MUSIC / Taking the smooth with the smooth: Stephen Johnson on the VPO, conducted by James Levine, at the South Bank

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WHEN THE BBC Symphony Orchestra visited Vienna in 1936, they brought two new works: Vaughan Williams's Fourth Symphony and Schoenberg's Variations for Orchestra. After the concert, the Austrian president complimented the conductor, Adrian Boult, on his choice of the Vaughan Williams - 'But', he continued, 'who is this Schoenberg?'

A mere politician's gaffe, or a moment of civic self-revelation? And if the latter, are the members of today's Vienna Philharmonic Orchestra any closer to regarding Schoenberg as echt-wienerisch? One can hardly say for certain on the basis of one performance. But it was striking that in their Wednesday programme at the Royal Festival Hall, the work in which they showed least understanding was the only one by a Vienna-born composer - the father of the Second Viennese School, no less. Schoenberg's Five Orchestral Pieces can be a stirring experience; at once a dazzling orchestral display-piece and a trawl through murky subliminal regions. In this performance it was neither. Violent and shrill outbursts had little edge, scatological bass brass comments in the first piece sounded almost apologetic, and there were surprising moments of textural fuzziness in No 4.

Most disappointing was the fifth piece, the 'obbligato recitative'. As William Mann's notes declared, this is no recitative, but 'a melody, a marvellous one' - or rather it can be, when the line is passed from instrument to instrument as in a kind of airborne relay race. There were some nice splashes of colour here and there, and some departments - notably the first violins - brought feeling and style to individual phrases; but coherent, shapely in the larger sense, it wasn't.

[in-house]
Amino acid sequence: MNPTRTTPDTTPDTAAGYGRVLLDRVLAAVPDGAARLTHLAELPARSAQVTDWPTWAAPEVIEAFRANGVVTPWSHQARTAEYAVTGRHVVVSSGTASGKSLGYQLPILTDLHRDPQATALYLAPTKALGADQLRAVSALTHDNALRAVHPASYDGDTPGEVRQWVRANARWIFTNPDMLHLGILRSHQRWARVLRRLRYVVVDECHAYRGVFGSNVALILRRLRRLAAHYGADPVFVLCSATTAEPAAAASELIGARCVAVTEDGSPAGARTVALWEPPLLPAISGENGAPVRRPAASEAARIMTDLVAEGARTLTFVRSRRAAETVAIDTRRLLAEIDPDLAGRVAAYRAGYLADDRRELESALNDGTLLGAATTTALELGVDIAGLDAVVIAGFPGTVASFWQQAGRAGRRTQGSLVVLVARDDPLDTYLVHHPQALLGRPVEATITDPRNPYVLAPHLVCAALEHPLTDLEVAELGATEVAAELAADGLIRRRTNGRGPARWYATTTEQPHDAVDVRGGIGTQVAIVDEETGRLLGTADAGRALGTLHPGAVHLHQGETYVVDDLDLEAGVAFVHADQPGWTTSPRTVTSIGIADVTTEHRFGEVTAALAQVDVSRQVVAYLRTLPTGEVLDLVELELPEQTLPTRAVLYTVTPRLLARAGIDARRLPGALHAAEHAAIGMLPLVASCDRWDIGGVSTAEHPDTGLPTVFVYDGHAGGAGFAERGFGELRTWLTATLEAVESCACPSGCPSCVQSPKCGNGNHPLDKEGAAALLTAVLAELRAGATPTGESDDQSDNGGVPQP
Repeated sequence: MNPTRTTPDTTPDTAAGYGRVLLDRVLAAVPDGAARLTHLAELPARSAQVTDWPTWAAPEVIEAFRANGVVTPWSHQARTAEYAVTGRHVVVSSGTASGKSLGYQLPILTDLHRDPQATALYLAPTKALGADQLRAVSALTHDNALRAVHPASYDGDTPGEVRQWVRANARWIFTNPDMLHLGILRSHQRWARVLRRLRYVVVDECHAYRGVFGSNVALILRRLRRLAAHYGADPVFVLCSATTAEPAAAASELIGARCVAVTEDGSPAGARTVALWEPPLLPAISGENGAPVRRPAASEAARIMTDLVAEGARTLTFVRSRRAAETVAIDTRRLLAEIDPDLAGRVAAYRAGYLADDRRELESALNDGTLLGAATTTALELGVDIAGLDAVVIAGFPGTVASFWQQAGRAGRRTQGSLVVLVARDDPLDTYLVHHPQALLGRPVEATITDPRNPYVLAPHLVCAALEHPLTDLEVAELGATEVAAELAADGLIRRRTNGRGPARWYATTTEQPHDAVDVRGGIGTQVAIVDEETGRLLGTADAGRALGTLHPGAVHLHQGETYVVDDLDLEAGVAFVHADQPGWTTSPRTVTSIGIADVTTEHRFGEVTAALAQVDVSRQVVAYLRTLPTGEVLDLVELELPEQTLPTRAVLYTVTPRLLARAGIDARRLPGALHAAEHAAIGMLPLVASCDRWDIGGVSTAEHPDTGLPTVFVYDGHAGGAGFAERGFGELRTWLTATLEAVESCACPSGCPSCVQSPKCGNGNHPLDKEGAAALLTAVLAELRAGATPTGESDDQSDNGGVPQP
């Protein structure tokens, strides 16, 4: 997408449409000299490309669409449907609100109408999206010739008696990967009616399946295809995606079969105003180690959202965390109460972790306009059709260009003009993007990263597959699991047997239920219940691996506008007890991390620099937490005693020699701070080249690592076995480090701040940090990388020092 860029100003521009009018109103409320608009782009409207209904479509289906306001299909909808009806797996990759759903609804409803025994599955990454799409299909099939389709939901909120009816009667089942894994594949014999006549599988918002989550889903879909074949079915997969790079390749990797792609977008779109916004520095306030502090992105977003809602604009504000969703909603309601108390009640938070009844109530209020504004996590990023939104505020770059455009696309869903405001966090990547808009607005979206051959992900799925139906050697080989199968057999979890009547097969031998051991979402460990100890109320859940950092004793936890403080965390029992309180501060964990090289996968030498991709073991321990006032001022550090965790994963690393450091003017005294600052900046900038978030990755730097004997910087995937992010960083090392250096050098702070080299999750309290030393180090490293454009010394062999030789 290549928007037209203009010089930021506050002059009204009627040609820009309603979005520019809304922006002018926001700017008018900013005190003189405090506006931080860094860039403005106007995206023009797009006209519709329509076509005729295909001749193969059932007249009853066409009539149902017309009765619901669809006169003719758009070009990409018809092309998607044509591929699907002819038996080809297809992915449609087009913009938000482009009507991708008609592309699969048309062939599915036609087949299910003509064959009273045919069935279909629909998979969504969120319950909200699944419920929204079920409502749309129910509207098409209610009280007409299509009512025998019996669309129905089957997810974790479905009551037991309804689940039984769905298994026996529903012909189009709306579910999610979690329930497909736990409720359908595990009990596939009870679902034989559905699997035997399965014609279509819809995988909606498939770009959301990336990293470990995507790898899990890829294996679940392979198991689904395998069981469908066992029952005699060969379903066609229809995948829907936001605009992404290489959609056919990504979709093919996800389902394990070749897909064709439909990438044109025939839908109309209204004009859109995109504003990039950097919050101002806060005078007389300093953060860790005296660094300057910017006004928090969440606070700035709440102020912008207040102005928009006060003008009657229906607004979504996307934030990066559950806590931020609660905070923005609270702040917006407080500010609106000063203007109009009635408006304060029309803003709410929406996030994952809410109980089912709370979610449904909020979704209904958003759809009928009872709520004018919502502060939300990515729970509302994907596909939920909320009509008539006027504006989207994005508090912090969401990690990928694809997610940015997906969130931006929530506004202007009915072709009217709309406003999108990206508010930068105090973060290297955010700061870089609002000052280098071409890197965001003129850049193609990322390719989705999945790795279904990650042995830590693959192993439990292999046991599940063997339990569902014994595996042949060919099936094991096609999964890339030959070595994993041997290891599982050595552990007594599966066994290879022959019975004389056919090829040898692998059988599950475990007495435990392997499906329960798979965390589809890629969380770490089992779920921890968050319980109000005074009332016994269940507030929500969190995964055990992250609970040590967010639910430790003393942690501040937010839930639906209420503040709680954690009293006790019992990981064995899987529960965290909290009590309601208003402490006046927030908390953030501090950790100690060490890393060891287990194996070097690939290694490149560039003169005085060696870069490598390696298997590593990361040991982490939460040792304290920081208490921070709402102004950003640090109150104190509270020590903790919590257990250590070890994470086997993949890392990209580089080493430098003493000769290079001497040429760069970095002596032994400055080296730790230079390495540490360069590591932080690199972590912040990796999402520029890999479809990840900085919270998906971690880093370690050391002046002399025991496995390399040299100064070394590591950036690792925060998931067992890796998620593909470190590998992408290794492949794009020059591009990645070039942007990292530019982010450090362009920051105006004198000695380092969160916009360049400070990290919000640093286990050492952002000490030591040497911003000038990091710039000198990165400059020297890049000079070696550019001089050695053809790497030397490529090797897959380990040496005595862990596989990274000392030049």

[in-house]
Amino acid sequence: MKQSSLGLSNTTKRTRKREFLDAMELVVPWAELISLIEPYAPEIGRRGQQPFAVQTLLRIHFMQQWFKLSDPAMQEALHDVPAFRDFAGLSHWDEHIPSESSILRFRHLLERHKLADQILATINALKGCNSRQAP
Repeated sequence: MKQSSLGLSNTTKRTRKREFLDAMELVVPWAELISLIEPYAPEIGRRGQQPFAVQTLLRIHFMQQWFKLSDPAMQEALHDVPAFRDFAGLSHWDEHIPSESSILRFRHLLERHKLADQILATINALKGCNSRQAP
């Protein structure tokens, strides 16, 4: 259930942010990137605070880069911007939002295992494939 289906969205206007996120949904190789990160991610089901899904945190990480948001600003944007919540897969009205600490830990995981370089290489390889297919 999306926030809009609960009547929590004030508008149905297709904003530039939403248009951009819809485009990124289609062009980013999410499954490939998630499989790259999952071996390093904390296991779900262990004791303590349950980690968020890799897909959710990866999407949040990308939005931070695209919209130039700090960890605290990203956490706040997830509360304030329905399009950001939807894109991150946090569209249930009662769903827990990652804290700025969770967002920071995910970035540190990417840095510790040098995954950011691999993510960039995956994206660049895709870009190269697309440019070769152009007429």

The contrast with their Brahms Third Symphony was extreme. The conductor, James Levine, had evidently put great effort into shaping. The rise and fall of each phrase was measured carefully, with high- points always clearly marked. But there were moments at which this superbly controlled shaping and shading veered over into mannerism: the sudden piano-crescendo in the first theme (which thanks to the exposition repeat we heard three times), or a still more startling hush in the following clarinet tune.

One could always lie back and enjoy the sound - luxuriously beautiful, and near perfect in balance and synchronisation. Looking down the ranks of the strings in the Brahms it was startling to see back- desk players throwing themselves into the music as energetically as the leaders - with London orchestras it's often a very different picture.

But homogeneity has its down-side. The rediscovery both of period instruments, and of classic recordings like the BBC SO / Toscanini Fourth Symphony, has made many listeners realise how much is gained when Brahm's orchestral music admits something of the spirit of chamber playing - unity in spite of sometimes astringent diversity of colour and personality. To judge from the VPO's smooth, perfectly graded crescendos and carefully blended woodwind and brass chords, the ideal could have been the modern pipe-organ - one hugely sophisticated instrument, utterly at the command of one human being.

In Debussy's La mer however, this quality had its advantages. Ebb and flow were well-calculated; even at its most expansive the performance maintained its tension, and the ensemble held like glue. One or two figures emerged more suavely than Debussy's admittedly capricious markings would seem to indicate, but there were gorgeous things too - especially the radiant stillness at the heart of the finale. And the coda rose as though on a huge tide. If Levine and the VPO set out to emphasise the symphonic element in Debussy's subtitle, 'Trois esquisses symphoniques', they succeeded.